INNAME Input image name (name) INCLASS Input image name (class) INSEQ 0.0 9999.0 Input image name (seq. #) INDISK 0.0 9.0 Input image disk drive # OUTNAME Output image name (name) OUTCLASS Output image name (class) Default is 'STFUN' OUTSEQ 0.0 9999.0 Output image name (seq. #) OUTDISK 0.0 9.0 Output image disk drive # BLC BLC of area to be used TRC TRC of area to be used IMSIZE 0.0 1024.0 Output image size APARM User supplied parameters: (1) min x-lag (pixels) 0=>0 (2) max x-lag (pixels) 0=> largest possible (3) min y-lag (pixels) 0=>0 (4) max y-lag (pixels) 0=> largest possible (5) >=0 => blank zero-lag pixel, else => zero (6) <=0 =>zero pixels of lag smaller than min x-lag and min y-lag, else => blank (7) <=0 =>zero pixels of lag larger than max x-lag and max y-lag, else => blank see HELP STFUN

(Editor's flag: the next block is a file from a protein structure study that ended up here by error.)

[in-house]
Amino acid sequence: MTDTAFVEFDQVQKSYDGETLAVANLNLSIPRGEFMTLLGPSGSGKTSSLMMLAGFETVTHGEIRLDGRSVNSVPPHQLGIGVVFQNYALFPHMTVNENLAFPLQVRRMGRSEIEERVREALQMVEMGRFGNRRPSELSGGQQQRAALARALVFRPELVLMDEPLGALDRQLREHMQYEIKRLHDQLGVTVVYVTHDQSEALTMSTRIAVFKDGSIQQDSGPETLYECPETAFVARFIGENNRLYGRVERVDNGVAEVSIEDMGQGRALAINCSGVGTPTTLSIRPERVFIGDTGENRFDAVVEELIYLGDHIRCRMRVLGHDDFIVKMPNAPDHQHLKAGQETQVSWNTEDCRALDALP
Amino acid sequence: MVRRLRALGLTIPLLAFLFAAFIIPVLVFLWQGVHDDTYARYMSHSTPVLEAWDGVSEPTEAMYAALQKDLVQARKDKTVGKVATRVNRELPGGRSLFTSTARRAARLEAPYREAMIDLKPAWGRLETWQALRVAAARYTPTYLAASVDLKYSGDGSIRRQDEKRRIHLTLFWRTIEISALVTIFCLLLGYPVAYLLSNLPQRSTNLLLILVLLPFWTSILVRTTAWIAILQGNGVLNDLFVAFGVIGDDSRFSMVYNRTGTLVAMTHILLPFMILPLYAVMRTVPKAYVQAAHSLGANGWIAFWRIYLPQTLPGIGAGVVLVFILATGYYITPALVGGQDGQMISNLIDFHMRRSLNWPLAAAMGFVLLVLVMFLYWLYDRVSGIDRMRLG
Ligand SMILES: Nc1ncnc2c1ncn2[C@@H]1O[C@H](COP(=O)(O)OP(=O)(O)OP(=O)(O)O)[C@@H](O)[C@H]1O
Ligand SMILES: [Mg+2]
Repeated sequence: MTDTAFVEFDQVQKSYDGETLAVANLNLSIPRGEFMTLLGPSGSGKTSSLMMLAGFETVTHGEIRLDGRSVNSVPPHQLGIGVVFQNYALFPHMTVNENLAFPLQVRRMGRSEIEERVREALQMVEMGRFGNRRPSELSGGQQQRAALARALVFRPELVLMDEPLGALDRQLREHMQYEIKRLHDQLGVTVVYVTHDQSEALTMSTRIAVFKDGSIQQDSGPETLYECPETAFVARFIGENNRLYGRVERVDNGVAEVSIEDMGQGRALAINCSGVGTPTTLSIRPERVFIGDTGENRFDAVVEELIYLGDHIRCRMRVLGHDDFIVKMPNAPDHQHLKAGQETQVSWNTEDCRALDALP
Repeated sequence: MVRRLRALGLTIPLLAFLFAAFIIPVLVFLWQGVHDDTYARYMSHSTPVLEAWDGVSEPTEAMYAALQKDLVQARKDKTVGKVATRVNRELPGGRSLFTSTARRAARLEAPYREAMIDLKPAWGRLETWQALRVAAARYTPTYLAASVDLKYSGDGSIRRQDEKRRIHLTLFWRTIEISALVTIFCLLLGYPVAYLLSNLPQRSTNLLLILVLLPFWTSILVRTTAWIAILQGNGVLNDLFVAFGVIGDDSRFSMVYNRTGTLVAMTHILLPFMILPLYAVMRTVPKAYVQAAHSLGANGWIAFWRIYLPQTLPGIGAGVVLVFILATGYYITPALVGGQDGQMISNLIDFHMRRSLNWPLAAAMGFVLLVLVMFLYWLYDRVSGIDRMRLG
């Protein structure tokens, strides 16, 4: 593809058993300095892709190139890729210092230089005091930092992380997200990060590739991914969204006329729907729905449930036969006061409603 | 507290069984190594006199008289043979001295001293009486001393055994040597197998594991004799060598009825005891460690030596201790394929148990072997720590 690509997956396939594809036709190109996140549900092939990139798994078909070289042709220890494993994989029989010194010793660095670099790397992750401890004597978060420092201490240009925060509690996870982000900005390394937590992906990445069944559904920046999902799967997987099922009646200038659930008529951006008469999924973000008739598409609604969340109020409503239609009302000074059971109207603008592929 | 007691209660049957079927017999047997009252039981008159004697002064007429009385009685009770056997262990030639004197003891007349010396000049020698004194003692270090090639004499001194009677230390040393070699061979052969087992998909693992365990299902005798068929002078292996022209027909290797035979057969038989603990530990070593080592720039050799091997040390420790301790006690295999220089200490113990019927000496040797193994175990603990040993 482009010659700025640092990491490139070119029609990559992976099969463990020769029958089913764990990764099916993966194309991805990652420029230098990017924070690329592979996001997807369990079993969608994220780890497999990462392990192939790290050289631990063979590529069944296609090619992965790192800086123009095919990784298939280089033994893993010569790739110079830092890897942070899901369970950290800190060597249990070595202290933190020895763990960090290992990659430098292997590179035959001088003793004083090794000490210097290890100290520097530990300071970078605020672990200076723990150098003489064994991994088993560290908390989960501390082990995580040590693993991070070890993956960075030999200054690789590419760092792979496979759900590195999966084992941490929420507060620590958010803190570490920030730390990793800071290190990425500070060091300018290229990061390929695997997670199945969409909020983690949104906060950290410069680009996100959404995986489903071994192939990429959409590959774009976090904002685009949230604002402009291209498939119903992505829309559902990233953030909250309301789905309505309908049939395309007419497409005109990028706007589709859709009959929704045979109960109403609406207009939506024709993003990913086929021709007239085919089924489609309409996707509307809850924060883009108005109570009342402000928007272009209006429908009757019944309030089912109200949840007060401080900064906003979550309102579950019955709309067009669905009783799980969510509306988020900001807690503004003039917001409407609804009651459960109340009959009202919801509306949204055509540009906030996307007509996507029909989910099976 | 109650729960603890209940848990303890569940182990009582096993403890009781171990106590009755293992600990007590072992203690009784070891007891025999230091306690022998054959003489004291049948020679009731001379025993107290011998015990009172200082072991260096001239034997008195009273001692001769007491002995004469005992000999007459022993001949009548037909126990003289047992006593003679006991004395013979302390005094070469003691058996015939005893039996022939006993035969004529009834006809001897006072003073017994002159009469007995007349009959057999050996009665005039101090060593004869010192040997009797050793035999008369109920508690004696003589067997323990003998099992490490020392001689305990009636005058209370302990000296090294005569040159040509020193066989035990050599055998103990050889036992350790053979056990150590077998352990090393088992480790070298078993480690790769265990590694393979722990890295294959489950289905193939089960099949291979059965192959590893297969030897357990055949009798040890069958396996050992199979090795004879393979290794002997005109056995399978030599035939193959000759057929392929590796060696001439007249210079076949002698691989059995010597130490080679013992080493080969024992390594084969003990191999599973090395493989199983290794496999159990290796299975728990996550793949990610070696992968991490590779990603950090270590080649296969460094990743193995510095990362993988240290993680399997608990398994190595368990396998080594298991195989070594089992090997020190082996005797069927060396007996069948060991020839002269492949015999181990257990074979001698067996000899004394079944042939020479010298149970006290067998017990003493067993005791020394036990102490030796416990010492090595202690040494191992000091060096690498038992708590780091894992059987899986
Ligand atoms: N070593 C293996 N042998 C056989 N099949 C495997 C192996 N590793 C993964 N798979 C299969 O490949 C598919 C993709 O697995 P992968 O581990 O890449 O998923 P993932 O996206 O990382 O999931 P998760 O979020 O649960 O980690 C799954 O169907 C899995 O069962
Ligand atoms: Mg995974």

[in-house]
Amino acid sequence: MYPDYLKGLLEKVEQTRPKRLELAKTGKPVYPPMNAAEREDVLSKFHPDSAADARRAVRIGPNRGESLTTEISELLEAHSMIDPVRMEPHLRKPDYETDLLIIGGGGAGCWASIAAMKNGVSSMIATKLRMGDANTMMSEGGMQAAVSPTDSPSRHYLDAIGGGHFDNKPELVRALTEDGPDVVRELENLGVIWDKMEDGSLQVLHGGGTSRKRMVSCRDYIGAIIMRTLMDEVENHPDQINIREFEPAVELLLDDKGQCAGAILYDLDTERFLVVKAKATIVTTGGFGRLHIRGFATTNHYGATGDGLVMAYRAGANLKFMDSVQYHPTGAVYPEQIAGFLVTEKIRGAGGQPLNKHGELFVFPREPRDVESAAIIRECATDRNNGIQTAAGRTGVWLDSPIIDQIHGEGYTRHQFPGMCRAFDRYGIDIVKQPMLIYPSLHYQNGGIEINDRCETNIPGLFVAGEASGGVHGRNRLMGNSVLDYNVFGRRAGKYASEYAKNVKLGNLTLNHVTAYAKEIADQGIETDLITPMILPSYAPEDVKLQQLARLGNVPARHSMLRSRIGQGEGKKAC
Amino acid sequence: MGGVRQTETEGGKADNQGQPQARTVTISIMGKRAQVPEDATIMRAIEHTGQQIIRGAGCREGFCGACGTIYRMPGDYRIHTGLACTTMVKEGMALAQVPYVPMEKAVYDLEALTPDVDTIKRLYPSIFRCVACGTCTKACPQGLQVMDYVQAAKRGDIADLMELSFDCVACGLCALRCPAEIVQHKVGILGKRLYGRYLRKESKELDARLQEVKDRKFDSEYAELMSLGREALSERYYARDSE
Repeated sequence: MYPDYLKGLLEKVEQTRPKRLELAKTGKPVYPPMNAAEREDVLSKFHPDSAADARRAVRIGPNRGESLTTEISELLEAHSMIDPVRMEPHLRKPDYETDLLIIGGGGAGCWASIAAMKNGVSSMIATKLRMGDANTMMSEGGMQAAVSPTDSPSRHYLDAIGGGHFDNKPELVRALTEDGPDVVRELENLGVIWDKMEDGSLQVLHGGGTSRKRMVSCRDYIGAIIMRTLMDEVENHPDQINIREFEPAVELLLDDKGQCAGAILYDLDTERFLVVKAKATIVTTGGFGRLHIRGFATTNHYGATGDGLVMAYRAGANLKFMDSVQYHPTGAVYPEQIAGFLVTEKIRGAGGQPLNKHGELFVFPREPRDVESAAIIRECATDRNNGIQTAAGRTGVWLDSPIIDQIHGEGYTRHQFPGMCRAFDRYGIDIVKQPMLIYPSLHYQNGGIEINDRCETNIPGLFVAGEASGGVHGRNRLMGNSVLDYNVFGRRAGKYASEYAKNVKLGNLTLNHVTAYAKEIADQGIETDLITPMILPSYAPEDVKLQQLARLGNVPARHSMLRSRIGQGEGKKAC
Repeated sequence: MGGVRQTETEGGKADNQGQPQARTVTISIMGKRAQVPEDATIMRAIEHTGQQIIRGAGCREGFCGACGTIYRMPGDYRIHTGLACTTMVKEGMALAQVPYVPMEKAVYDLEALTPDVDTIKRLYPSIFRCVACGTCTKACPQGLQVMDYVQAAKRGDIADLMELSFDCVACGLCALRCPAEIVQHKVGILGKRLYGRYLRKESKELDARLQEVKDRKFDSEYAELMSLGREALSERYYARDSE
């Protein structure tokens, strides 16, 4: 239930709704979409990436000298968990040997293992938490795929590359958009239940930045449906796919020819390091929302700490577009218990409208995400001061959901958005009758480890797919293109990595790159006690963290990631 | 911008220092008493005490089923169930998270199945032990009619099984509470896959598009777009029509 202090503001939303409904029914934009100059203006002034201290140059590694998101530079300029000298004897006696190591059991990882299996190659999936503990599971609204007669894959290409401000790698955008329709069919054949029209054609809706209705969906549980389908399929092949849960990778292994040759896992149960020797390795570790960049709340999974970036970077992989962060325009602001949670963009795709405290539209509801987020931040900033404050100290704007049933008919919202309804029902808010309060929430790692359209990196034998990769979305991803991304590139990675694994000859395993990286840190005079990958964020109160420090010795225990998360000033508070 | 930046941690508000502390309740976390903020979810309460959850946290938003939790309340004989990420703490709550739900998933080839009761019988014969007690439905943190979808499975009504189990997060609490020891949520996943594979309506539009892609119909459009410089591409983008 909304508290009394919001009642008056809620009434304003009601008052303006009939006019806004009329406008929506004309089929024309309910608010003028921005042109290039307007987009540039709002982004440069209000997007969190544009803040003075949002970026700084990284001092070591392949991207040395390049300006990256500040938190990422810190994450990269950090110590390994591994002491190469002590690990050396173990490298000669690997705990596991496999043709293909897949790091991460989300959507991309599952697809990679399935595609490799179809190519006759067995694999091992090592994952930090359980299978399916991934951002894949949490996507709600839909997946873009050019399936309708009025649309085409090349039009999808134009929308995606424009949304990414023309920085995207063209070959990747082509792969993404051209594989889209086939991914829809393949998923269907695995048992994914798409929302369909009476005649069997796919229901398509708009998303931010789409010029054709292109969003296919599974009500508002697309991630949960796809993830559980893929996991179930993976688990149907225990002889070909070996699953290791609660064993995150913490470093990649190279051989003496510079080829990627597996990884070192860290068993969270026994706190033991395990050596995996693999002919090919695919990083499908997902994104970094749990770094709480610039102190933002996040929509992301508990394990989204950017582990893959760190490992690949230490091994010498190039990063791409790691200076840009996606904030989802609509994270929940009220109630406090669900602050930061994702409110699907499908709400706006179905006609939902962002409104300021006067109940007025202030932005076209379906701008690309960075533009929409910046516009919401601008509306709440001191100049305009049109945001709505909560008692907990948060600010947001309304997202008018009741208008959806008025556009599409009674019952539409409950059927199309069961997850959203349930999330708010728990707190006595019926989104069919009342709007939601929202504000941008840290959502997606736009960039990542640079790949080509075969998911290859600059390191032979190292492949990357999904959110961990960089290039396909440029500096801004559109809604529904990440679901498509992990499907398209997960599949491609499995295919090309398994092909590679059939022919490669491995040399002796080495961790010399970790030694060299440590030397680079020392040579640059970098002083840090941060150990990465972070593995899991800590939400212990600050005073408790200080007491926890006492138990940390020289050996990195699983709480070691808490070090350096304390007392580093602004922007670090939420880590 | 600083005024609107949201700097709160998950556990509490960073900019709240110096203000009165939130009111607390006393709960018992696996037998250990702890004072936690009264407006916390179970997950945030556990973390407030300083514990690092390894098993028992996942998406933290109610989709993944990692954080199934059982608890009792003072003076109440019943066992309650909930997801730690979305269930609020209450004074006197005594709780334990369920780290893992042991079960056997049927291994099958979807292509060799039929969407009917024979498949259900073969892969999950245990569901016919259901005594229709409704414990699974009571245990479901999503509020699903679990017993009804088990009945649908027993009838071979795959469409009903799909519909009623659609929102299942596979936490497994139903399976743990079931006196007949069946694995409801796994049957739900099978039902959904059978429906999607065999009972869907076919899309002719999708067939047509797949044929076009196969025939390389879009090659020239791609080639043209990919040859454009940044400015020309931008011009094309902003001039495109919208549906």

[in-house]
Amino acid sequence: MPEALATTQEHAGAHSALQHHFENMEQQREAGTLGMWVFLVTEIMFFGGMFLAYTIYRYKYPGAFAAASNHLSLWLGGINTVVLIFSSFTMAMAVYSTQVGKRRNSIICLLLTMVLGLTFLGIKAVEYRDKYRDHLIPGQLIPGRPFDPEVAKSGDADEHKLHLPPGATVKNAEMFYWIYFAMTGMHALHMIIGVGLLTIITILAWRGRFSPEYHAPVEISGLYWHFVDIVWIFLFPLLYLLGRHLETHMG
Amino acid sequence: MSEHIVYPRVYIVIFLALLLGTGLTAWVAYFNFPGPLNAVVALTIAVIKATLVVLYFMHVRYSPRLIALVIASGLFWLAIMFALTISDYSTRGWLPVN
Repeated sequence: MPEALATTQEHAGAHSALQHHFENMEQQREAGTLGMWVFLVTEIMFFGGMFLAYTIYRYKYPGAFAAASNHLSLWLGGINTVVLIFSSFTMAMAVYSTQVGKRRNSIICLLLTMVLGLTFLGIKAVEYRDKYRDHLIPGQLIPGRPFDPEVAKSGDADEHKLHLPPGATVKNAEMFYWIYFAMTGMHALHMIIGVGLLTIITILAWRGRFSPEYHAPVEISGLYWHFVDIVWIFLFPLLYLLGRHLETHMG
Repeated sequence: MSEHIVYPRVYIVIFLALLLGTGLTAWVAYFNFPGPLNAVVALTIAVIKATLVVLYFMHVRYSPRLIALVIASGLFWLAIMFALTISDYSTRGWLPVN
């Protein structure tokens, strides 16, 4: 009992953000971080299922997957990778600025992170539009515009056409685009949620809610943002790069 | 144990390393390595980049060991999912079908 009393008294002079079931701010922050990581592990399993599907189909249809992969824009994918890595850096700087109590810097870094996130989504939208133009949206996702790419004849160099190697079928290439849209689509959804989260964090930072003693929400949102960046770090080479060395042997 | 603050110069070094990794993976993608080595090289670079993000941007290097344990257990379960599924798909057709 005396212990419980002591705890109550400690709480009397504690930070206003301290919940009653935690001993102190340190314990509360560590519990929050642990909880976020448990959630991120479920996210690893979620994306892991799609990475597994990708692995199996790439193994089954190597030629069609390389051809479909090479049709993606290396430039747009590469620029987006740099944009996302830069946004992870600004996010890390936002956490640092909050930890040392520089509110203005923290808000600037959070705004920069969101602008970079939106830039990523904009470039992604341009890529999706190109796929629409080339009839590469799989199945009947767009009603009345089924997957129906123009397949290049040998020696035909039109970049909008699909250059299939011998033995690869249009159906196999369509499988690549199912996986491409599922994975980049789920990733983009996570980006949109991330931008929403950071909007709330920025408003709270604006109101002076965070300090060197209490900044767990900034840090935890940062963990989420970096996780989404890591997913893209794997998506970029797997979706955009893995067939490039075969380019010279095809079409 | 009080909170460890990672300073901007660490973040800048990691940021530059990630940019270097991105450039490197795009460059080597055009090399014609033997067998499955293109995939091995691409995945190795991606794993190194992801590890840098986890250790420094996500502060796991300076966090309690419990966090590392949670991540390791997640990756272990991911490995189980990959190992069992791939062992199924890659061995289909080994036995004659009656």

STFUN Type: Task Use: STFUN is a task which calculates a structure function image. Output image pixel (X,Y) has the value < [MAP(I,J) - MAP(I+X,J+Y)]**2 > where MAP(I,J) are values in the input image and the angular brackets denote an average over all I,J. The pixel coordinates X,Y are the "lags" in the x and y directions. The program uses dynamic memory to allow any image size, but runs very slowly for large image sizes. See the Explain. Adverbs: INNAME......First image name (name ). blank => any. INCLASS.....First image name (class). blank => any. INSEQ.......First image name (seq. #). 0 => any. INDISK......Disk drive # for the first image. 0 => any. OUTNAME.....Output image name (name). Standard defaults. OUTCLASS....Output image name (class). Default is 'STFUN' OUTSEQ......Output image name (seq. #). 0 => highest unique. OUTDISK.....Output image disk drive #. BLC.........BLC of area to be used. Standard default. TRC.........TRC of area to be used. Standard default. IMSIZE......Output image size. 0,0 => 2 * min[ (TRC-BLC), (A(2),A(4)) ] + (1,1). The image size must be 2*MaxLag - 1; the task will adjust if necessary. APARM.......User supplied parameters. A(1) = x-lag minimum (in pixels). 0 => 0. A(2) = x-lag maximum (in pixels). 0 => TRC(1) - BLC(1). A(3) = y-lag minimum (in pixels). 0 => 0. A(4) = y-lag maximum (in pixels). 0 => TRC(2) - BLC(2). A(5) >= 0 => blank central pixel (X=0,Y=0), else zero. A(6) <= 0 => zero central square ( abs(X) 0, else blank. A(7) <= 0 => zero outer padded frame ( abs(X)>A(2), or abs(Y)>A(4) ), else blank.